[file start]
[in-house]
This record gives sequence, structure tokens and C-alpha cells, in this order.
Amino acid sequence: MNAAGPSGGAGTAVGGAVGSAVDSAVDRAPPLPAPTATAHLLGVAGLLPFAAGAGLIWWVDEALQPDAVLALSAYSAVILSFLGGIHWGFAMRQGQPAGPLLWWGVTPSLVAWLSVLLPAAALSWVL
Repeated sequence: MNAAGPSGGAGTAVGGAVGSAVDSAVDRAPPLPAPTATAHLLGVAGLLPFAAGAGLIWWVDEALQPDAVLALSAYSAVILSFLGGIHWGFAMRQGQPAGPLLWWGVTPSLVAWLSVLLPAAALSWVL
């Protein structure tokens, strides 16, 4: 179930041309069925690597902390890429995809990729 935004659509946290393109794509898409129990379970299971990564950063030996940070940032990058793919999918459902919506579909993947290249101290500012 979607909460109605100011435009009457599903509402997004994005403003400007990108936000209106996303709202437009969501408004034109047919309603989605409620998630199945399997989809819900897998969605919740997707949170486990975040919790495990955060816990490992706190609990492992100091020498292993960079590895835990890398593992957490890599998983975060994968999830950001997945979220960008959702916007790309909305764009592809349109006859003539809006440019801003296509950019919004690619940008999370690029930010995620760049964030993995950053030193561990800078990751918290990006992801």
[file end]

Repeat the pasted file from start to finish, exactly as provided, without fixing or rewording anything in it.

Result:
[in-house]
This record gives sequence, structure tokens and C-alpha cells, in this order.
Amino acid sequence: MNAAGPSGGAGTAVGGAVGSAVDSAVDRAPPLPAPTATAHLLGVAGLLPFAAGAGLIWWVDEALQPDAVLALSAYSAVILSFLGGIHWGFAMRQGQPAGPLLWWGVTPSLVAWLSVLLPAAALSWVL
Repeated sequence: MNAAGPSGGAGTAVGGAVGSAVDSAVDRAPPLPAPTATAHLLGVAGLLPFAAGAGLIWWVDEALQPDAVLALSAYSAVILSFLGGIHWGFAMRQGQPAGPLLWWGVTPSLVAWLSVLLPAAALSWVL
């Protein structure tokens, strides 16, 4: 179930041309069925690597902390890429995809990729 935004659509946290393109794509898409129990379970299971990564950063030996940070940032990058793919999918459902919506579909993947290249101290500012 979607909460109605100011435009009457599903509402997004994005403003400007990108936000209106996303709202437009969501408004034109047919309603989605409620998630199945399997989809819900897998969605919740997707949170486990975040919790495990955060816990490992706190609990492992100091020498292993960079590895835990890398593992957490890599998983975060994968999830950001997945979220960008959702916007790309909305764009592809349109006859003539809006440019801003296509950019919004690619940008999370690029930010995620760049964030993995950053030193561990800078990751918290990006992801």